Data Breaches and Standing

Data Breaches -Identity Theft

In Collins v. Athens Orthopedic Clinic, Case No. A18A0296 (decided June 27, 2018), the Georgia Court of Appeals addressed the issue of whether an individual whose personally-identifiable information (“PII”) was stolen from a business in a computer hack had standing to pursue damages claims against the business that was hacked.

The plaintiffs in the Collins case were current and former patients of the defendant clinic. A hacker had gained access to the clinic’s computers and stolen patient PII maintained in a clinic database. The hacker requested ransom from the clinic, which the clinic did not pay. The hacker allegedly offered for sale some of the PII on the “Dark Web.” Opinion, pp. 2-3. The plaintiffs alleged that the data breach had exposed them to the threat of identity theft. They had spent money placing fraud and identity alerts on their credit reports. One plaintiff alleged that fraudulent charges were made on her credit card, although she did not claim that those charges were the result of the data breach. Opinion, p. 3.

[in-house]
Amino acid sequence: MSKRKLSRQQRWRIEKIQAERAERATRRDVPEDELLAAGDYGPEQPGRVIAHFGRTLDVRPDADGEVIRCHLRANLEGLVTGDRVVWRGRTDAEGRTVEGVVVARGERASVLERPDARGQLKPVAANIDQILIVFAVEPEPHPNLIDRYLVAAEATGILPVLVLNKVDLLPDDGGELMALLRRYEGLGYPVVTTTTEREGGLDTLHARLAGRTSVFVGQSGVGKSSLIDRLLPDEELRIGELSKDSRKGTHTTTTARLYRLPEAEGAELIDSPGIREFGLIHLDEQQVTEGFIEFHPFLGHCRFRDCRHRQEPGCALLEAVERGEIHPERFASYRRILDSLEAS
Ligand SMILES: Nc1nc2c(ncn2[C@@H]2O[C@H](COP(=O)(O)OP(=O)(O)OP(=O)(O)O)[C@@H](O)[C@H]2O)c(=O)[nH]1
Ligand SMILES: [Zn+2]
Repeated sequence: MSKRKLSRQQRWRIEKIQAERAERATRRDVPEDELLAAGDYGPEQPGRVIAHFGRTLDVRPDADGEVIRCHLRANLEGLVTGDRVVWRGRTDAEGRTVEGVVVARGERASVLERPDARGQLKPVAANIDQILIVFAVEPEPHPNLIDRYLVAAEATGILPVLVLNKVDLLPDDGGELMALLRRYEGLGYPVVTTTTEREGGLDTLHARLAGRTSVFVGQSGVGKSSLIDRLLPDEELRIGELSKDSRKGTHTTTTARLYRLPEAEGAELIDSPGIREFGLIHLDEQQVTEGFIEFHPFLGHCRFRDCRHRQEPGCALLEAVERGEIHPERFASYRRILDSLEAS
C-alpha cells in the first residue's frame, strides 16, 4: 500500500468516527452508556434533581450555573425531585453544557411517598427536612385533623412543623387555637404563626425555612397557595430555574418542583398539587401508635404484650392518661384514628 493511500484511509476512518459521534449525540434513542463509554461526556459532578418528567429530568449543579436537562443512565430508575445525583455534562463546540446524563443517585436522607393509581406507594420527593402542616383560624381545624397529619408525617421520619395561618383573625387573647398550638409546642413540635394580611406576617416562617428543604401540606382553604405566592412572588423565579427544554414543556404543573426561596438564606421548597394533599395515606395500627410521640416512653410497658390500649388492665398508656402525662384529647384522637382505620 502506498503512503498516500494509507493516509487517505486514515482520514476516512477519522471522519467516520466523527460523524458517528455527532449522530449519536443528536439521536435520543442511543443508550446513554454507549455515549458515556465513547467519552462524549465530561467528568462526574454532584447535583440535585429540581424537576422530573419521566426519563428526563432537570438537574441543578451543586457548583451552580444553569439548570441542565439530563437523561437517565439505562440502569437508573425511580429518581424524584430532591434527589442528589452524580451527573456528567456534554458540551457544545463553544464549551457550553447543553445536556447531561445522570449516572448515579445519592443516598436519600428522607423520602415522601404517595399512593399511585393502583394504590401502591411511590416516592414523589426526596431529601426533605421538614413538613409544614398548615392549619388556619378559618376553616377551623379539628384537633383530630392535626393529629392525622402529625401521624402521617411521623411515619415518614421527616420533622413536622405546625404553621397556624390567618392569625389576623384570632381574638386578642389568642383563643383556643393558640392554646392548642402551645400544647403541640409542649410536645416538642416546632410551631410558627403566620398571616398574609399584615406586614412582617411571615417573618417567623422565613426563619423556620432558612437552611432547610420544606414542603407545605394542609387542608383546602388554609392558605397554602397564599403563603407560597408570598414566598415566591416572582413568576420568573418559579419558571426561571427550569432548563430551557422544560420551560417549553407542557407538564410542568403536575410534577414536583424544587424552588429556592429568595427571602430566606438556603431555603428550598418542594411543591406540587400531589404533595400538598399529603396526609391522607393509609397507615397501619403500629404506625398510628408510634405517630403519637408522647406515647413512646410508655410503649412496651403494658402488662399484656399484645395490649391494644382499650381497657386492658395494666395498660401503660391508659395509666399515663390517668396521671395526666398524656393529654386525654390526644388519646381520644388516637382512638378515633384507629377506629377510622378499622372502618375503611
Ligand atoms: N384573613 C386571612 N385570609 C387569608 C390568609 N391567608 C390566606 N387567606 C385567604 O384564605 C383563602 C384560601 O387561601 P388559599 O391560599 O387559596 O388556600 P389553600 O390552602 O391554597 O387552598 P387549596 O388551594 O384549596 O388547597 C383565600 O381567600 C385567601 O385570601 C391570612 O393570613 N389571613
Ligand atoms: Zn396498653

The plaintiffs filed a negligence action against the clinic. The court considered whether “prophylactic costs anticipated or incurred to protect oneself against the threat of identity theft following a data breach” were the type of loss or damage that would allow a negligence claim. Opinion, p. 6. A negligence claim required a financial or physical injury. The Court concluded that steps taken to address the increased risk of injury were not themselves an injury that would support a negligence claim. The Court relied on similar grounds to reject claims that the clinic was liable for breach of an implied contract to safeguard the PII and had violated Georgia’s Deceptive Trade Practices Act.

The decision is not binding precedent for subsequent cases, however, because one judge on the three-judge panel dissented. Therefore, this issue on data breaches certainly will come again before the Georgia appellate courts.

Data breaches are very much in the news. This case will help to shape the legal landscape faced by Georgians who are victims of a data breach.

The Opinion is available at

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